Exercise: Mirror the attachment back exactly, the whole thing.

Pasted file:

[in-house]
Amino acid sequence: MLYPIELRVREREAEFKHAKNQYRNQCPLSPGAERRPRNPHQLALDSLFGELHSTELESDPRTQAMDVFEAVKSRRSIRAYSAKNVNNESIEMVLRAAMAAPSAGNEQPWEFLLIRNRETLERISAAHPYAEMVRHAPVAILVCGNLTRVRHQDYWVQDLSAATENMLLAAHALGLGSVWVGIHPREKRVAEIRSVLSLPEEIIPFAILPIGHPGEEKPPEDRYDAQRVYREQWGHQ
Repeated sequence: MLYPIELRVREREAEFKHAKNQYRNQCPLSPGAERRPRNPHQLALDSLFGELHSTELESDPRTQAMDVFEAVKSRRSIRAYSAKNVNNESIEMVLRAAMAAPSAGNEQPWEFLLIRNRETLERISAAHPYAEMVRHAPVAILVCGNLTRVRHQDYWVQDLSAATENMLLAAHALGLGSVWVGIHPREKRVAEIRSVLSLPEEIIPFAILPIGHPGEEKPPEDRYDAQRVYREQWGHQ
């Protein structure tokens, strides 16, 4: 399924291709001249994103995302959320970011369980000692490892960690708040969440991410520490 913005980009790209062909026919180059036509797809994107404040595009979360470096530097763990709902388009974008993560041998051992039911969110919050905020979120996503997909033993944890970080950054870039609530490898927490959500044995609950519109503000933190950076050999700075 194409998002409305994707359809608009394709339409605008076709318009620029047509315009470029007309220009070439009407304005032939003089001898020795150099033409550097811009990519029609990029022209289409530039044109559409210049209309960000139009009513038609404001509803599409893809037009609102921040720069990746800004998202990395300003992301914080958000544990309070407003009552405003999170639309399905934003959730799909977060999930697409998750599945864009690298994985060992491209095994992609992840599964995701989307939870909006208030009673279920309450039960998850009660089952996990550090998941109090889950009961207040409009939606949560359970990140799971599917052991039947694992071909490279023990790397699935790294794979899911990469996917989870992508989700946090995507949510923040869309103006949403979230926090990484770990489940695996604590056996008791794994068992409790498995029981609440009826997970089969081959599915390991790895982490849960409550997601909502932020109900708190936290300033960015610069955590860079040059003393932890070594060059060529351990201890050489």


[in-house]
Amino acid sequence: MLYPIELRVREREAEFKHAKNQYRNQCPLSPGAERRPRNPHQLALDSLFGELHSTELESDPRTQAMDVFEAVKSRRSIRAYSAKNVNNESIEMVLRAAMAAPSAGNEQPWEFLLIRNRETLERISAAHPYAEMVRHAPVAILVCGNLTRVRHQDYWVQDLSAATENMLLAAHALGLGSVWVGIHPREKRVAEIRSVLSLPEEIIPFAILPIGHPGEEKPPEDRYDAQRVYREQWGHQ
Repeated sequence: MLYPIELRVREREAEFKHAKNQYRNQCPLSPGAERRPRNPHQLALDSLFGELHSTELESDPRTQAMDVFEAVKSRRSIRAYSAKNVNNESIEMVLRAAMAAPSAGNEQPWEFLLIRNRETLERISAAHPYAEMVRHAPVAILVCGNLTRVRHQDYWVQDLSAATENMLLAAHALGLGSVWVGIHPREKRVAEIRSVLSLPEEIIPFAILPIGHPGEEKPPEDRYDAQRVYREQWGHQ
């Protein structure tokens, strides 16, 4: 399924291709001249994103995302959320970011369980000692490892960690708040969440991410520490 913005980009790209062909026919180059036509797809994107404040595009979360470096530097763990709902388009974008993560041998051992039911969110919050905020979120996503997909033993944890970080950054870039609530490898927490959500044995609950519109503000933190950076050999700075 194409998002409305994707359809608009394709339409605008076709318009620029047509315009470029007309220009070439009407304005032939003089001898020795150099033409550097811009990519029609990029022209289409530039044109559409210049209309960000139009009513038609404001509803599409893809037009609102921040720069990746800004998202990395300003992301914080958000544990309070407003009552405003999170639309399905934003959730799909977060999930697409998750599945864009690298994985060992491209095994992609992840599964995701989307939870909006208030009673279920309450039960998850009660089952996990550090998941109090889950009961207040409009939606949560359970990140799971599917052991039947694992071909490279023990790397699935790294794979899911990469996917989870992508989700946090995507949510923040869309103006949403979230926090990484770990489940695996604590056996008791794994068992409790498995029981609440009826997970089969081959599915390991790895982490849960409550997601909502932020109900708190936290300033960015610069955590860079040059003393932890070594060059060529351990201890050489």